Slow and steady as early voting gets under way in Carroll County

Switch in Congressional districts causing little confusion for voters thus far

March 26, 2012|By Bob Allen

There were times around mid-day outside the polling place at the Westminster Senior Center on March 24 when the campaign volunteers — all three or four of them, standing in the misty rainy chill — easily outnumbered the voters.

"It's light, maybe six or eight people an hour," said Krista Kniesler, a candidate for the Carroll County Board of Education, who stood under an umbrella handing out campaign literature in front of the senior center.

"Maybe (the light turnout) is because of the rain, or maybe people don't know," about early voting, Kniesler added.

Yet the voters kept trickling in — at the rate of about 10 per hour, according to the campaign volunteers. And the handful them who offered opinions said they found Maryland's early voting schedule convenient.

Few voters seemed particularly confused or perplexed that some of the names on the ballots were, because of recent redistricting, not the names of candidates they were used to — such as U.S. Congressman Roscoe Bartlett, whose race in the 6th Congressional District no longer involves Carroll County.

Carroll is now split between the 1st Congressional District, which includes Taneytown, Hampstead and Manchester and stretches all the way to the Eastern Shore; and the 8th Congressional District, which includes Westminster, Mount Airy, Eldersburg and Sykesville, as well as much of Frederick and part of Montgomery County.

Kniesler said she'd heard no complaints or confusion regarding the district switch.

"I know some of the local clubs really have been working hard to let people know about their new candidates," she said.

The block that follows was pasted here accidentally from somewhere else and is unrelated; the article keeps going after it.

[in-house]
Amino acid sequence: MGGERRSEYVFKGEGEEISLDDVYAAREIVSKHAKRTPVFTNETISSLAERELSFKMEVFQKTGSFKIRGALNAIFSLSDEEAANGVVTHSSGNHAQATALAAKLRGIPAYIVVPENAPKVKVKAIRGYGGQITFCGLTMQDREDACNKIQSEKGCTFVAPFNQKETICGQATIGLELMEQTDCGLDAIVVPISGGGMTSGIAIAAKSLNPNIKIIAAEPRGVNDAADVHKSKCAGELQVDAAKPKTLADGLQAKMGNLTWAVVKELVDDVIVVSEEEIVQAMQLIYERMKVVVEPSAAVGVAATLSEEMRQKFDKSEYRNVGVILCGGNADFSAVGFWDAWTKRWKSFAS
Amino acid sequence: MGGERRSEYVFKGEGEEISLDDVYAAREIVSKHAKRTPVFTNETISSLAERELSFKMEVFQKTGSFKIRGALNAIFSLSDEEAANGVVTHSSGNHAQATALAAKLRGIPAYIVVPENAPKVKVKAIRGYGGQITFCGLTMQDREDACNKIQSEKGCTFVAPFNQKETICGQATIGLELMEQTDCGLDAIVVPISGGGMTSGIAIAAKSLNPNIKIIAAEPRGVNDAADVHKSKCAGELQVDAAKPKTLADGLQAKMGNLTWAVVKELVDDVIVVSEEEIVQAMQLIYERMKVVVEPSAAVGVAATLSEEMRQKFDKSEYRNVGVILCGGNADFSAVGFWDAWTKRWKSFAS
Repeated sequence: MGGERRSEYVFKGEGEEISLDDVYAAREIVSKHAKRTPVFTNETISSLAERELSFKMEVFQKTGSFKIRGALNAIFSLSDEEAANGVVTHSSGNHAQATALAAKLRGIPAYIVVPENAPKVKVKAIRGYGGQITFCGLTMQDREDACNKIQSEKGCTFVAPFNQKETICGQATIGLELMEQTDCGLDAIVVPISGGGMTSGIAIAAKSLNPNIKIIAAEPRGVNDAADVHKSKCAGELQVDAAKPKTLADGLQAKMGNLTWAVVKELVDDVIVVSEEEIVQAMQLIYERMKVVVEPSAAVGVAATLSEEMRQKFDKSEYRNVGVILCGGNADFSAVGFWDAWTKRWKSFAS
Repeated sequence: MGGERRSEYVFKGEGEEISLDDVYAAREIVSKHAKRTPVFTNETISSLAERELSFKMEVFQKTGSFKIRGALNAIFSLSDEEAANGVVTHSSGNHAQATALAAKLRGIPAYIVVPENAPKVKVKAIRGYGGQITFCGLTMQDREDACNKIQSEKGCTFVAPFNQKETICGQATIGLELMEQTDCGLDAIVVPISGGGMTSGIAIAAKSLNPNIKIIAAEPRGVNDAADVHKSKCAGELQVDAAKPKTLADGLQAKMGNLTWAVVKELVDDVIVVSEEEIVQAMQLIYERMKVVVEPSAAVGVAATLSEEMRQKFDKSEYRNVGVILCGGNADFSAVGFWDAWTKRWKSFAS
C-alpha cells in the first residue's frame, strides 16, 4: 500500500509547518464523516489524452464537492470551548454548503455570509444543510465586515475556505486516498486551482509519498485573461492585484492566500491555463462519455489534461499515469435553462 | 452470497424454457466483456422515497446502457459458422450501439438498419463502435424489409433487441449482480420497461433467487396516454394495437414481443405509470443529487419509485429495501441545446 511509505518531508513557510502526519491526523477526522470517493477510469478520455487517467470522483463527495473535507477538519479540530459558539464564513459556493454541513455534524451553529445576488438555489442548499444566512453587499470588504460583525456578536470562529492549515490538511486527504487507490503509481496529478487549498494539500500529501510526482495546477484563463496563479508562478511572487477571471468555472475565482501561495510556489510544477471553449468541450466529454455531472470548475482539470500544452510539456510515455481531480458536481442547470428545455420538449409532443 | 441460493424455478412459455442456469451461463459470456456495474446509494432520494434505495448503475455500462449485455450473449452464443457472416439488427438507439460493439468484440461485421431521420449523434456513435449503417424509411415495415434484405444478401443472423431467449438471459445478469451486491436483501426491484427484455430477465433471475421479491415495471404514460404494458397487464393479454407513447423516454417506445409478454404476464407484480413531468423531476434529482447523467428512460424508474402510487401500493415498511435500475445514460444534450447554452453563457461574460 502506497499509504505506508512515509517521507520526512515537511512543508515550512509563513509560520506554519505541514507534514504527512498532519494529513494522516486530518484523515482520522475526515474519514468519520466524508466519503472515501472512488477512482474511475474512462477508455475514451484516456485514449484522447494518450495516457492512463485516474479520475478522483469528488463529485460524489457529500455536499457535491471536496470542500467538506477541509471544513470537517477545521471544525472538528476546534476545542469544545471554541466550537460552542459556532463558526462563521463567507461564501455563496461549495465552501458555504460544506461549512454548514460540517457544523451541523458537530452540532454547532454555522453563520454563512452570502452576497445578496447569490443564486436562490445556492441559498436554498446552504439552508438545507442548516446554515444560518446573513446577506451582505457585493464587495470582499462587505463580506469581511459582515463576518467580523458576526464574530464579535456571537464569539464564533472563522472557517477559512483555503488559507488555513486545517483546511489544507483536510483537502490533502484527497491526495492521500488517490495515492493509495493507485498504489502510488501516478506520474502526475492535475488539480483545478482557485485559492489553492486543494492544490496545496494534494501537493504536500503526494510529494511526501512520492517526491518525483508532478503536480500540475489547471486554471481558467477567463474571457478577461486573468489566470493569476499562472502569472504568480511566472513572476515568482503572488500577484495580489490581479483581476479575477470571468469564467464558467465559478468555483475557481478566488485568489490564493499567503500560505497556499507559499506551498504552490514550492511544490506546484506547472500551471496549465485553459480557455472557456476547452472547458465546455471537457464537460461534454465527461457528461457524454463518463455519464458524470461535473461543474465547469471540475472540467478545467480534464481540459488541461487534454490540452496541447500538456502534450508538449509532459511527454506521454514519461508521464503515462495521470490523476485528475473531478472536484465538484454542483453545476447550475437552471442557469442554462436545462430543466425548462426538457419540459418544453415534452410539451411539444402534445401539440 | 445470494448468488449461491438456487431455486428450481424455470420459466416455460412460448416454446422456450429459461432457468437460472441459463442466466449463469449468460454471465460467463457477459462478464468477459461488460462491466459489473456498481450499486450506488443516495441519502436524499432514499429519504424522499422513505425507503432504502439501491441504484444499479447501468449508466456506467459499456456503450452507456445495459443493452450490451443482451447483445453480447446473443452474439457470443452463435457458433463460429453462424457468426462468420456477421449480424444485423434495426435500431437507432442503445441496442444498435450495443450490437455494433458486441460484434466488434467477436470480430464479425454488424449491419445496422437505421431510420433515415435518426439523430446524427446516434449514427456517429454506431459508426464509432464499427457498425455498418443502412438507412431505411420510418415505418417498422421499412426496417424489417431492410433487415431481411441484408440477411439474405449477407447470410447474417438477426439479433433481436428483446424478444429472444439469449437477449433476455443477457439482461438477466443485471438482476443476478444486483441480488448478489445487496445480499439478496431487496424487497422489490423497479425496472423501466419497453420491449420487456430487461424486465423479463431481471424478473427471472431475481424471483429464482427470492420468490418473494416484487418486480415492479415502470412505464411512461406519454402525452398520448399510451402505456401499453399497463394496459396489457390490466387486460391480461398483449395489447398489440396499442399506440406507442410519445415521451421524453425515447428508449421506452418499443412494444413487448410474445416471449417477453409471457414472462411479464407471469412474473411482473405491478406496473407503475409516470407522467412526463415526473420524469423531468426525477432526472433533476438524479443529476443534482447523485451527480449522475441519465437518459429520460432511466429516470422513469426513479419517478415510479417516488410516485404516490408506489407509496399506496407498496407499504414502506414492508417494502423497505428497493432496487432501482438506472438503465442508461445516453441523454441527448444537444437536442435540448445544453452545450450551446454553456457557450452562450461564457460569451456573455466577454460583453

But Kniesler's husband, Gregory, who stopped by a little after noon to cast his vote, had a slightly different take. "With some groups (of voters) there probably is some confusion, especially in the way that redistricting has split the county with a zigzag."

Inside, volunteer Deni Krug, of Westminster, said she and fellow poll workers were more than ready for voters, with 15 voting booths up and running.

"It's been pretty good," Krug said of the turnout. "We've had a lot of older people come in, and my son came in and voted, which is good, because he would have been in school during the regular voting schedule.

"Nobody has complained about anything," Krug added. "Just some of the older people have said this is very comfortable and convenient for them, since they don't want to wait in line.

"So far, so good," she said with a grin as she guided another voter through the short process.

Several hours later, around 3 p.m., with the chill rain still falling intermittently, the campaign volunteers outside the senior center 125 Stoner Avenue had dwindled to just two — one for Republican presidential candidate Ron Paul and one for 8th Congressional District Republican candidate Dave Wallace — even though dozens of campaign signs lined the long entrance drive to the center.

But voters continued to slowly but steadily trickle in. By 3:50 p.m., according to poll workers, 212 votes had been cast during the nearly six hours since the polls opened at 10 a.m. The polls remained open until 8 p.m.

One of the mid- to late-afternoon voters was Brian Brunner, of Finksburg. He admitted that he went to the voting booth unaware of the district changes.

"I was familiar with most of the names (of candidates), but not all," he said. "Obviously, the higher the office, the more familiar the names are."

Even so, Brunner expressed no concern over the changes and was happy to have the opportunity to vote early, and on a weekend. "I travel during the week, so this is very convenient," he added.

Frank Newsom, of Eldersburg, was home for spring break from Pennsylvania where he attends college. He, too, welcomed the chance to vote early. "It was either this or vote by absentee ballot, which is just a hassle," Newsome said.

Like Brunner, Newsom, who was voting for the first time, confessed that some of the candidates were unfamiliar to him.

"I recognized the presidential and senatorial candidates," he added with a grin. "I just voted for the others basically on their funny last names."

Early voting in Maryland continues through March 29, 10 a.m. to 8 p.m. each day. Anyone in line at 8 p.m. will be allowed to vote. The site for Carroll County is the Westminster Senior Center, 125 Stoner Avenue, Westminster.

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